The NATO of the Pacific?

The inaugural summit of the ANZUS military representatives – Pearl Harbor, Hawaii, 1952

The inaugural summit of the ANZUS military representatives – Pearl Harbor, Hawaii, 1952

The Australia, New Zealand and United States Security Treaty (ANZUS Treaty) is an alliance partnership that was formalized in 1951 to protect the security of the Pacific region in the post-WWII/Cold War era. At the height of the Second World War, Great Britain was unable to adequately aid in the defense of its Commonwealth protectorates and colonial empire against Japanese conquests in the East Asia/Pacific region; thus, the countries of Australia and New Zealand, concerned over the threat of future Japanese aggression and/or the rise of communism in the Indochinese Peninsula, sought a formal alliance with the United States in order to ensure the security of the region.

In the 21st century, the strategic purpose of the ANZUS alliance remains unchanged, however, the relevance of the partnership has become a point of contention between its signatories amidst the rise of Asia and, in particular, China – politically, economically, and militarily. The future of the ANZUS alliance will depend on how Australia and New Zealand choose to navigate their relationship with China and, subsequently, the United States. In terms of security dependence, it would be in the national interest of the Antipodean states to maintain cooperative military agreements with the U.S.; but in regard to economic interdependence and multilateral diplomacy in East Asia, ANZUS alliance Member States may choose to defy the regional hegemony of the U.S., which would have profound impacts on the international system. In this connection, the preservation and longevity of the ANZUS alliance possesses a direct correlation to the maintenance of the post-Cold War unipolar system, in which the United States asserts relative dominance. The dissolution of the ANZUS alliance would require the U.S. to reevaluate and redefine its strategic role in the East Asia/Pacific region and/or, perhaps, accommodate for the shift in the balance of power to an international system characterized by U.S./China bipolarity.

The current status quo is defined by U.S. domination of maritime East Asia alongside Chinese domination of its mainland borders, and incorporates the U.S. maritime containment strategy or ‘naval encirclement’ of China. The primary geopolitical concern today is whether or not China will seek to develop its maritime power-projection capabilities in direct confrontation to U.S. interests and unipolar supremacy, now that China has secured its vital continental interests and borders on its entire land periphery. The survival of the ANZUS alliance will depend on “a mutual understanding about the ‘red lines’ for Chinese behaviour; continuous political and operational assessments of Chinese intentions, actions and capabilities; concrete political and military contingency planning involving China scenarios; and coordination of diplomatic responses, including the military, to Chinese activities in the Western Pacific”.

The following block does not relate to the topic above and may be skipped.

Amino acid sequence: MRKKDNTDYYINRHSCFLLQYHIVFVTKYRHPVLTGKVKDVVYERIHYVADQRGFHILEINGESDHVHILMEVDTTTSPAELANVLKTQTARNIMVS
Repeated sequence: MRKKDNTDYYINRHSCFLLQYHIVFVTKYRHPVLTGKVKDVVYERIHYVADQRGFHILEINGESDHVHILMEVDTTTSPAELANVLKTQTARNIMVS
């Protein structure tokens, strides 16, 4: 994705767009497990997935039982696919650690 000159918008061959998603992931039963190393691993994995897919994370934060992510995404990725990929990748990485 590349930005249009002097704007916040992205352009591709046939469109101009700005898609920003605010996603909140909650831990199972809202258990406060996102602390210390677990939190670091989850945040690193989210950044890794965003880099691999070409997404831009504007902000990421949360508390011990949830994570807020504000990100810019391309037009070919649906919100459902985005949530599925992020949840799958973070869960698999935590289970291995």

All future multilateral engagements between the ANZUS alliance (U.S.) and China must be conscious of the national interests of Australia and New Zealand, among which include regional peace, security, and stability, as well as middle power political dynamics. Furthermore, Australia and New Zealand must seek to maintain their foreign policy themes of middle power multilateralism, commitment to alliance partners, and cooperative regional engagement with Asia in order to navigate their triangular relationship with the U.S. and China, as well as adhere to the ANZUS Treaty.

The ANZUS alliance is akin to the theoretical defensive alliance expressed by Brett Ashely Leeds in “Do Alliances Deter Aggression? The Influence of Military Alliances on the Initiation of Militarized Disputes” wherein the states signatory to the defensive pact agree to provide active military support in the event of foreign aggression. In this context, “potential challengers” are less likely to initiate armed disputes with an intended target if that state, in particular, has strong and reliable allies that will come to its aid when faced with an existential threat to its security or sovereignty. In addition, potential aggressors would be more reluctant to initiate an armed conflict if the costs of a bilateral/multilateral dispute were significantly higher than the benefits, and/or if the possibility of victory was unrealistic.


One thought on “The NATO of the Pacific?

  1. I think the Pacific Ocean has become more and more unstable in part because of China’s ambition to foray there. In Japan, the Security Bills were approved by both lower and upper houses, respectively in July and September, which allowes Japan to exercise the right of collective-self defence. For this reason, Japan is more likely to be concerned with the Pacific security policy with ANZUS members, which I think is a good thing.


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